Therefore remember that at one time you Gentiles in the flesh, called “the uncircumcision” by what is called the circumcision, which is made in the flesh by hands— 12 remember that you were at that time separated from Christ, alienated from the commonwealth of Israel and strangers to the covenants of promise, having no hope and without God in the world. 13 But now in Christ Jesus you who once were far off have been brought near by the blood of Christ. 14 For he himself is our peace, who has made us both one and has broken down in his flesh the dividing wall of hostility 15 by abolishing the law of commandments expressed in ordinances, that he might create in himself one new man in place of the two, so making peace, 16 and might reconcile us both to God in one body through the cross, thereby killing the hostility. 17 And he came and preached peace to you who were far off and peace to those who were near. 18 For through him we both have access in one Spirit to the Father. 19 So then you are no longer strangers and aliens, but you are fellow citizens with the saints and members of the household of God, 20 built on the foundation of the apostles and prophets, Christ Jesus himself being the cornerstone, 21 in whom the whole structure, being joined together, grows into a holy temple in the Lord. 22 In him you also are being built together into a dwelling place for God by the Spirit. – Ephesians 2:11-22
The Apostle Paul is the Apostle to the Gentiles. He makes that clear in many passages in the New Testament. One of the issues that had to be often addressed in his ministry was the relationship between Jewish believers and Gentiles. The Ephesian church had this problem of a division among the believers over the distinction between Jews and Gentiles.
The previous section of Scripture ended with the marvelous truth that we are the workmanship of the Father, created in Christ Jesus for good works, which the Father prepared beforehand that we should walk in them. Now Paul, as Peter did on occasion, makes a strong statement to remember something. What we are to remember is that we Gentiles were separated from Christ, alienated from Israel and strangers to the covenants of promise and consequently having no hope and without God in the world. Without Israel, we would be in big trouble for it is through Israel that God brought us the covenants of promise through which we are saved. We would not have the Abrahamic covenant that is the promise of righteousness by faith alone. We would not have the Mosaic covenant by which we learn of God’s righteous standards for living life successfully. We would not have the Davidic covenant through which we learn of our forever righteous King who reigns forever and forever.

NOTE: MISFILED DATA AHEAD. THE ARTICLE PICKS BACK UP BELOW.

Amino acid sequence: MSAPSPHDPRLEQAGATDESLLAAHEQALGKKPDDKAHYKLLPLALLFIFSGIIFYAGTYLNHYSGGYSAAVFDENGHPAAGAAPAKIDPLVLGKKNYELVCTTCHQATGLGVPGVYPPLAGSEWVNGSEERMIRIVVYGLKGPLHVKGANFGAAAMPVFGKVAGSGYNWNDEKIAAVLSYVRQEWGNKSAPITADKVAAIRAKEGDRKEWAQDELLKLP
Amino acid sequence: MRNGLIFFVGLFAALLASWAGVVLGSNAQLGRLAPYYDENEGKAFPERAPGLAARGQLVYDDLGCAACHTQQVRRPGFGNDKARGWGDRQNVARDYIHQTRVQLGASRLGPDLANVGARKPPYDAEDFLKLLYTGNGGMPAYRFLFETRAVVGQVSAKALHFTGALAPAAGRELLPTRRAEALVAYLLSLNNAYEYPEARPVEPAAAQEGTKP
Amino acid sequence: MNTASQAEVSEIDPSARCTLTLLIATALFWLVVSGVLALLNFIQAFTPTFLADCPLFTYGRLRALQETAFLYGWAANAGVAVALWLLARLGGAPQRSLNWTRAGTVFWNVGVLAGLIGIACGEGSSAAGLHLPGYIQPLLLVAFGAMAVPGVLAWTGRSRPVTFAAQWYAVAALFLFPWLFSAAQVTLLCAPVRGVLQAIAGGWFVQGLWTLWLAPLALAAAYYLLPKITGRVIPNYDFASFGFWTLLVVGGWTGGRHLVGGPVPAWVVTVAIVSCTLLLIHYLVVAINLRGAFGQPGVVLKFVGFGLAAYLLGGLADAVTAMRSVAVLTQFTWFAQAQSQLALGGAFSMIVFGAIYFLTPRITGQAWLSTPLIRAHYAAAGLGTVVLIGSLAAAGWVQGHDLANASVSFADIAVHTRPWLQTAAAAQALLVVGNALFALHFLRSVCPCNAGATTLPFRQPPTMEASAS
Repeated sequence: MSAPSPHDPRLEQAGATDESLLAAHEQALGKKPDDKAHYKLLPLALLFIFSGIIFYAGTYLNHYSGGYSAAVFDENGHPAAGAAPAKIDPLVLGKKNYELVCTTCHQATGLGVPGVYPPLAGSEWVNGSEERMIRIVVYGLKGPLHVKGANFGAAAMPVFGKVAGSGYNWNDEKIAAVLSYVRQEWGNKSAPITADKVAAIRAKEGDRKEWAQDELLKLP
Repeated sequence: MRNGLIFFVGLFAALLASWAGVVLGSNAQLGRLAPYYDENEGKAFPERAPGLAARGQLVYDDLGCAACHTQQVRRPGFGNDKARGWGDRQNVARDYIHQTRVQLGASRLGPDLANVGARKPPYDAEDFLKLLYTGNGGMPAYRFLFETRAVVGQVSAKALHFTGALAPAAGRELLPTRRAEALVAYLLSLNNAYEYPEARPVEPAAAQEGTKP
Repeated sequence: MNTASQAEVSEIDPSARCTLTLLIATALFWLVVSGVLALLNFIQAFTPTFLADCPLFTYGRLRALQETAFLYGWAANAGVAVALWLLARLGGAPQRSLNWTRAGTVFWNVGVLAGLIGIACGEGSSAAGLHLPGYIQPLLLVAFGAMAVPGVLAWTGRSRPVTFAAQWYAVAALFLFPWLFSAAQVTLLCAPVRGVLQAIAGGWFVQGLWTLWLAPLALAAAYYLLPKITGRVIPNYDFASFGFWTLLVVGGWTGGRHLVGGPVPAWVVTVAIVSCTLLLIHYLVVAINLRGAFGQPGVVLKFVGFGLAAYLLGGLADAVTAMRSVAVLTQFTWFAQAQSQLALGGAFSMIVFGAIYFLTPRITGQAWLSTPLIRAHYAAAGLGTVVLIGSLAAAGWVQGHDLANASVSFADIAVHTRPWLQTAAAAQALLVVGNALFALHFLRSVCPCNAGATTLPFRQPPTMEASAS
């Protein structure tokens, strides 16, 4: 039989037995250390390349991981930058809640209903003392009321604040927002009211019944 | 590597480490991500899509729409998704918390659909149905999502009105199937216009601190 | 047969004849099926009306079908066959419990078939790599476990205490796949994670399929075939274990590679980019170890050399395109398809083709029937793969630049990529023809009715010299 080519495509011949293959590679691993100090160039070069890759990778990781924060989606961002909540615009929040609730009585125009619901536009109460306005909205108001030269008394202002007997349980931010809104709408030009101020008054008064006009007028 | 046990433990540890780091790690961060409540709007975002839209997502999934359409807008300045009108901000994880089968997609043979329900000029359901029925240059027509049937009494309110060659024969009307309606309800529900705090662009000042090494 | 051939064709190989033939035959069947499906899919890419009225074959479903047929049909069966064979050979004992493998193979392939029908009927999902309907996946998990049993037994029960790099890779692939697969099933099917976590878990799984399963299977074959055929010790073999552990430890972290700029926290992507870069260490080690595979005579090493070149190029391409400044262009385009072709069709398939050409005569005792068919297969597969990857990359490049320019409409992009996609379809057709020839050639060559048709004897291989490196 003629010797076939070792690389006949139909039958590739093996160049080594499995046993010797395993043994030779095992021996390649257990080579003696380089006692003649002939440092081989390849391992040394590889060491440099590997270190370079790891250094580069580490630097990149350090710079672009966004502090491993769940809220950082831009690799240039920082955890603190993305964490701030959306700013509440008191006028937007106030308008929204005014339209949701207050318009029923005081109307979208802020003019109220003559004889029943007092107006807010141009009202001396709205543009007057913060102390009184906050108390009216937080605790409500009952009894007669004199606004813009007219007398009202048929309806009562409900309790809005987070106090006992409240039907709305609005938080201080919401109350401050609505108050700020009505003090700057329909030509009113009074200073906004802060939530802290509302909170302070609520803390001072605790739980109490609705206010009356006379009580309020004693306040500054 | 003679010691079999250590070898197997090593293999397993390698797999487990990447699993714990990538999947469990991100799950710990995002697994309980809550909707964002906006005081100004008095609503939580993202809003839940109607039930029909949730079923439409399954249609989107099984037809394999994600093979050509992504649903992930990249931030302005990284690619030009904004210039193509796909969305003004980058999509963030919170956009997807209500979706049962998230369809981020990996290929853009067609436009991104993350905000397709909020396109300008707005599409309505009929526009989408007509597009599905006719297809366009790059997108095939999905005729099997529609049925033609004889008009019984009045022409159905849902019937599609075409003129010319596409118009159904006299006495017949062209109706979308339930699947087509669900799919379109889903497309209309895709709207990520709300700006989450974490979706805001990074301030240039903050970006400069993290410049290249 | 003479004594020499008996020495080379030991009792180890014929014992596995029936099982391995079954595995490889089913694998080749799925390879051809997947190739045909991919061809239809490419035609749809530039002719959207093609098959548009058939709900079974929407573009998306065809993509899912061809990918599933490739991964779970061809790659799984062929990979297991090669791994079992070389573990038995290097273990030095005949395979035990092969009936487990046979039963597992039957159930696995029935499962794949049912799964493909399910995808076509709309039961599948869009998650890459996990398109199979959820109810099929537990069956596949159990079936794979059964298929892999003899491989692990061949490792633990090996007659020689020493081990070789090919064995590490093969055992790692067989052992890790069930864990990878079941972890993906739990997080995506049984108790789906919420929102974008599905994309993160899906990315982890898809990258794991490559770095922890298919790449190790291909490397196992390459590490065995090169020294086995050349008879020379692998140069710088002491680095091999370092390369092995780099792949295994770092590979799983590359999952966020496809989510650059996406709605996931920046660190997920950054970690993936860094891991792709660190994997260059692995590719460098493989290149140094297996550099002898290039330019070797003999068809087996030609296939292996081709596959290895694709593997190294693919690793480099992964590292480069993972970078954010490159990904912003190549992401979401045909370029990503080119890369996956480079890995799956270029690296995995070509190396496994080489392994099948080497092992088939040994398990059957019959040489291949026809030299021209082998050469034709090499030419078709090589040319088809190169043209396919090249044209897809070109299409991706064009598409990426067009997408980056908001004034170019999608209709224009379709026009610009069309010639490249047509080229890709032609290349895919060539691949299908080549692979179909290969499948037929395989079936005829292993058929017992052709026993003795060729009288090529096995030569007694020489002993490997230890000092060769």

The church today is primarily a Gentile church. Today there are approximately 2.26 billion Christians in the world of 7.3 billion human beings. It is the largest religion in the world. The physical descendants of Abraham in the church has to be very small compared to the whole. I don’t suppose there is a way to know just how many there are. But Paul tells us to remember our pre-Jesus history and the contrasting heritage that God granted to us by grace in Christ.
The Old Covenant promises were that Israel would be God’s people and he would be their God. In their midst was the dwelling place of God. During their wanderings, it was the tent of meeting. Eventually, in the land, Solomon built a temple for God to dwell in (even though he doesn’t dwell in buildings made by men). Paul winds up this section of the letter to the Ephesians to make clear to this church that has made the two, Jews and Gentiles, one, that in Christ we Jews and Gentiles are being built together into a dwelling place for God by the Spirit.
The takeaway? We Gentiles who have a heritage of separation from God have been brought near by the blood of Christ and along with our fellow Jewish people of faith in Christ are being built into what will be the eternal dwelling place of God. We are both individually indwelt by the Holy Spirit, and when we gather in holy gatherings in his name, Jesus is with us in our midst. I believe this means there is a special presence of the omnipresent God when Jesus’ followers gather in his name. No wonder we are exhorted not to forsake the assembling together of the church. Jesus is there in a special way whether it is a small gathering of four or five in someone’s living room or thousands in a mega-church worship service. He is there with his special presence. We are his dwelling place by the Spirit.